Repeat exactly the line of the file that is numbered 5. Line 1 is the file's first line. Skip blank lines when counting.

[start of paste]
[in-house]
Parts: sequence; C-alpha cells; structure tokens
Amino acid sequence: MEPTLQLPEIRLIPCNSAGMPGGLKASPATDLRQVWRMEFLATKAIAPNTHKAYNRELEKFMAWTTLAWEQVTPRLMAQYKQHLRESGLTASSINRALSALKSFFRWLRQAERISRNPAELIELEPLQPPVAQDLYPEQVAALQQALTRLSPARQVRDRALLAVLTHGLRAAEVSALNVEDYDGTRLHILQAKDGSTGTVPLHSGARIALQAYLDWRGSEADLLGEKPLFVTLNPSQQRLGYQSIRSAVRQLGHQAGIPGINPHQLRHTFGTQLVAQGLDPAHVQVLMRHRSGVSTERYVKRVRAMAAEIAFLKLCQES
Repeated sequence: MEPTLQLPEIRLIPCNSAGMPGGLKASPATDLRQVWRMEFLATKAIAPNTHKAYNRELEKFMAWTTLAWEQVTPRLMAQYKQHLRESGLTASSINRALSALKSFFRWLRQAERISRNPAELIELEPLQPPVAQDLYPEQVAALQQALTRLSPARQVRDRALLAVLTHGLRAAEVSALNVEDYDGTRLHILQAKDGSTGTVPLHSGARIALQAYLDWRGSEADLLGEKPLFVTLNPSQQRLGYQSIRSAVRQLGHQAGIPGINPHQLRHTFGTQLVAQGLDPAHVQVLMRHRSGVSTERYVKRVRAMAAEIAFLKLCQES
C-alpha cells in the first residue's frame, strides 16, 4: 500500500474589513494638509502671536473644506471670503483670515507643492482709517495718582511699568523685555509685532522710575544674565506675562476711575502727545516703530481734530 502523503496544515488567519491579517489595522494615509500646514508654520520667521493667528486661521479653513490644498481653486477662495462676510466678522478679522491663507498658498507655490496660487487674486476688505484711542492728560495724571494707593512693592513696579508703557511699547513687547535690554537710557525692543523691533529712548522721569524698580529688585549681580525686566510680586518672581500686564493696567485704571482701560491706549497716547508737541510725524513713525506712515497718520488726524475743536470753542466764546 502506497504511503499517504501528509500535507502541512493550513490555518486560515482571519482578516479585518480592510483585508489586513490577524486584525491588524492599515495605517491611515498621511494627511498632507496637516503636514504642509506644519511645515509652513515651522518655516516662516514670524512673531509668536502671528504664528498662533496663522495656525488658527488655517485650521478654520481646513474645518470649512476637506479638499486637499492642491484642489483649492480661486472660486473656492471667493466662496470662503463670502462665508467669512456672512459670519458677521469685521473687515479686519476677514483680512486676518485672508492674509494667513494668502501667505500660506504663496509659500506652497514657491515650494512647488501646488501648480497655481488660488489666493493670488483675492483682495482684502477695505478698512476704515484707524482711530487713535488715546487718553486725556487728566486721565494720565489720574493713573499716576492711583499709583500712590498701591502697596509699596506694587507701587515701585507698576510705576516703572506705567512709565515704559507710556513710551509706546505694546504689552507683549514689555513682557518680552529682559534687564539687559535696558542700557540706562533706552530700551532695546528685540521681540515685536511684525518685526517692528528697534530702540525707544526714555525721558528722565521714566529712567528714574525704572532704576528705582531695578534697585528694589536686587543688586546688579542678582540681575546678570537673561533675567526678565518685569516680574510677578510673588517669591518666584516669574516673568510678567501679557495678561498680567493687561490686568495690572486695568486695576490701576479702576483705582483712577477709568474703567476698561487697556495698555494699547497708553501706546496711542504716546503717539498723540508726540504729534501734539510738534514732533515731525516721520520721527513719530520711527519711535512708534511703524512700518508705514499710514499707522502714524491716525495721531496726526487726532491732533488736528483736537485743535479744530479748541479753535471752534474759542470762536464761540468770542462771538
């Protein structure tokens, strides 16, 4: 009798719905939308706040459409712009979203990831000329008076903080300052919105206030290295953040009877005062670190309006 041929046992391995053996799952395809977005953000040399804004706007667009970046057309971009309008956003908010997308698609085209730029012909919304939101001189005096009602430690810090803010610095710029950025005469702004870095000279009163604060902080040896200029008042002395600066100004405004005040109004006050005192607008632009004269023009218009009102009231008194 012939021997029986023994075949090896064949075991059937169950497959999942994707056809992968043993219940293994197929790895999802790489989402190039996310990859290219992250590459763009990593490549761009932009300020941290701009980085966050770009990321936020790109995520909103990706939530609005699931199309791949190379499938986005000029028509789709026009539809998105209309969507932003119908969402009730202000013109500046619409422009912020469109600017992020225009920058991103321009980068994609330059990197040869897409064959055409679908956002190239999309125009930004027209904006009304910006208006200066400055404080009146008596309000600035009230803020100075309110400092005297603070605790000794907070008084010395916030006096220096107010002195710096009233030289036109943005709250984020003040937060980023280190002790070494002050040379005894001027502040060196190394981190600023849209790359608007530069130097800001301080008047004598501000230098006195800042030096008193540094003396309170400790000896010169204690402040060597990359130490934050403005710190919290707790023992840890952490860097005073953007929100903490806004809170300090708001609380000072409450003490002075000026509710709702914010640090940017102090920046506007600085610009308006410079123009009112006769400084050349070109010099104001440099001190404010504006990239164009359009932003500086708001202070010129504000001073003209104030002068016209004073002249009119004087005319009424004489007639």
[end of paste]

C-alpha cells in the first residue's frame, strides 16, 4: 500500500474589513494638509502671536473644506471670503483670515507643492482709517495718582511699568523685555509685532522710575544674565506675562476711575502727545516703530481734530 502523503496544515488567519491579517489595522494615509500646514508654520520667521493667528486661521479653513490644498481653486477662495462676510466678522478679522491663507498658498507655490496660487487674486476688505484711542492728560495724571494707593512693592513696579508703557511699547513687547535690554537710557525692543523691533529712548522721569524698580529688585549681580525686566510680586518672581500686564493696567485704571482701560491706549497716547508737541510725524513713525506712515497718520488726524475743536470753542466764546 502506497504511503499517504501528509500535507502541512493550513490555518486560515482571519482578516479585518480592510483585508489586513490577524486584525491588524492599515495605517491611515498621511494627511498632507496637516503636514504642509506644519511645515509652513515651522518655516516662516514670524512673531509668536502671528504664528498662533496663522495656525488658527488655517485650521478654520481646513474645518470649512476637506479638499486637499492642491484642489483649492480661486472660486473656492471667493466662496470662503463670502462665508467669512456672512459670519458677521469685521473687515479686519476677514483680512486676518485672508492674509494667513494668502501667505500660506504663496509659500506652497514657491515650494512647488501646488501648480497655481488660488489666493493670488483675492483682495482684502477695505478698512476704515484707524482711530487713535488715546487718553486725556487728566486721565494720565489720574493713573499716576492711583499709583500712590498701591502697596509699596506694587507701587515701585507698576510705576516703572506705567512709565515704559507710556513710551509706546505694546504689552507683549514689555513682557518680552529682559534687564539687559535696558542700557540706562533706552530700551532695546528685540521681540515685536511684525518685526517692528528697534530702540525707544526714555525721558528722565521714566529712567528714574525704572532704576528705582531695578534697585528694589536686587543688586546688579542678582540681575546678570537673561533675567526678565518685569516680574510677578510673588517669591518666584516669574516673568510678567501679557495678561498680567493687561490686568495690572486695568486695576490701576479702576483705582483712577477709568474703567476698561487697556495698555494699547497708553501706546496711542504716546503717539498723540508726540504729534501734539510738534514732533515731525516721520520721527513719530520711527519711535512708534511703524512700518508705514499710514499707522502714524491716525495721531496726526487726532491732533488736528483736537485743535479744530479748541479753535471752534474759542470762536464761540468770542462771538